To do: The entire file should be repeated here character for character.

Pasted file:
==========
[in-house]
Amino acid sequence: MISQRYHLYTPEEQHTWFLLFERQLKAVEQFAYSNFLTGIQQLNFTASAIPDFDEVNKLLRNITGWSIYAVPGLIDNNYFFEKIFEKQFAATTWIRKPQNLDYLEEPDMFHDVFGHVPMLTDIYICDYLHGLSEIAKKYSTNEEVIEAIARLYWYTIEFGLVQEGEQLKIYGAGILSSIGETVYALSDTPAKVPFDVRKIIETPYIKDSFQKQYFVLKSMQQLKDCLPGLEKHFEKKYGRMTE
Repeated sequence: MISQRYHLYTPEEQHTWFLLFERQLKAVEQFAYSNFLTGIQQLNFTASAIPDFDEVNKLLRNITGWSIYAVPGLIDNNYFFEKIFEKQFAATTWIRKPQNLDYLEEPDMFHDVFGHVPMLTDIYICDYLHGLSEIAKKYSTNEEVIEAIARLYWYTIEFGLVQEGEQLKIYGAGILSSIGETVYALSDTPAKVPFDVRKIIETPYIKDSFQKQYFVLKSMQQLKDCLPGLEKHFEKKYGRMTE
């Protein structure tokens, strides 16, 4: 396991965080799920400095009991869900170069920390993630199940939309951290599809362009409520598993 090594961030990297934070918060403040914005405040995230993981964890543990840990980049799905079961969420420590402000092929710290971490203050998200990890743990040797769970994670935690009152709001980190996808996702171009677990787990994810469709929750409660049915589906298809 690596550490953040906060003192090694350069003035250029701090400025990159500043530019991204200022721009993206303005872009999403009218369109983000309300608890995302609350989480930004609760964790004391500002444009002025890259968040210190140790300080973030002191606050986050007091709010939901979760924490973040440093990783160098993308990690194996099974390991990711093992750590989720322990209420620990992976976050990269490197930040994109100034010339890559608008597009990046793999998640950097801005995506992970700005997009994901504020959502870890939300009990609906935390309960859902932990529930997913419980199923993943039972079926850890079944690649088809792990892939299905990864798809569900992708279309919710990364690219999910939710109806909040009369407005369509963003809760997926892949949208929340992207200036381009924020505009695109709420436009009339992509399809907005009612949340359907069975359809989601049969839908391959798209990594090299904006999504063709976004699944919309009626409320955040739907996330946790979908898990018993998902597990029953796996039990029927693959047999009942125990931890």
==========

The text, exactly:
[in-house]
Amino acid sequence: MISQRYHLYTPEEQHTWFLLFERQLKAVEQFAYSNFLTGIQQLNFTASAIPDFDEVNKLLRNITGWSIYAVPGLIDNNYFFEKIFEKQFAATTWIRKPQNLDYLEEPDMFHDVFGHVPMLTDIYICDYLHGLSEIAKKYSTNEEVIEAIARLYWYTIEFGLVQEGEQLKIYGAGILSSIGETVYALSDTPAKVPFDVRKIIETPYIKDSFQKQYFVLKSMQQLKDCLPGLEKHFEKKYGRMTE
Repeated sequence: MISQRYHLYTPEEQHTWFLLFERQLKAVEQFAYSNFLTGIQQLNFTASAIPDFDEVNKLLRNITGWSIYAVPGLIDNNYFFEKIFEKQFAATTWIRKPQNLDYLEEPDMFHDVFGHVPMLTDIYICDYLHGLSEIAKKYSTNEEVIEAIARLYWYTIEFGLVQEGEQLKIYGAGILSSIGETVYALSDTPAKVPFDVRKIIETPYIKDSFQKQYFVLKSMQQLKDCLPGLEKHFEKKYGRMTE
């Protein structure tokens, strides 16, 4: 396991965080799920400095009991869900170069920390993630199940939309951290599809362009409520598993 090594961030990297934070918060403040914005405040995230993981964890543990840990980049799905079961969420420590402000092929710290971490203050998200990890743990040797769970994670935690009152709001980190996808996702171009677990787990994810469709929750409660049915589906298809 690596550490953040906060003192090694350069003035250029701090400025990159500043530019991204200022721009993206303005872009999403009218369109983000309300608890995302609350989480930004609760964790004391500002444009002025890259968040210190140790300080973030002191606050986050007091709010939901979760924490973040440093990783160098993308990690194996099974390991990711093992750590989720322990209420620990992976976050990269490197930040994109100034010339890559608008597009990046793999998640950097801005995506992970700005997009994901504020959502870890939300009990609906935390309960859902932990529930997913419980199923993943039972079926850890079944690649088809792990892939299905990864798809569900992708279309919710990364690219999910939710109806909040009369407005369509963003809760997926892949949208929340992207200036381009924020505009695109709420436009009339992509399809907005009612949340359907069975359809989601049969839908391959798209990594090299904006999504063709976004699944919309009626409320955040739907996330946790979908898990018993998902597990029953796996039990029927693959047999009942125990931890």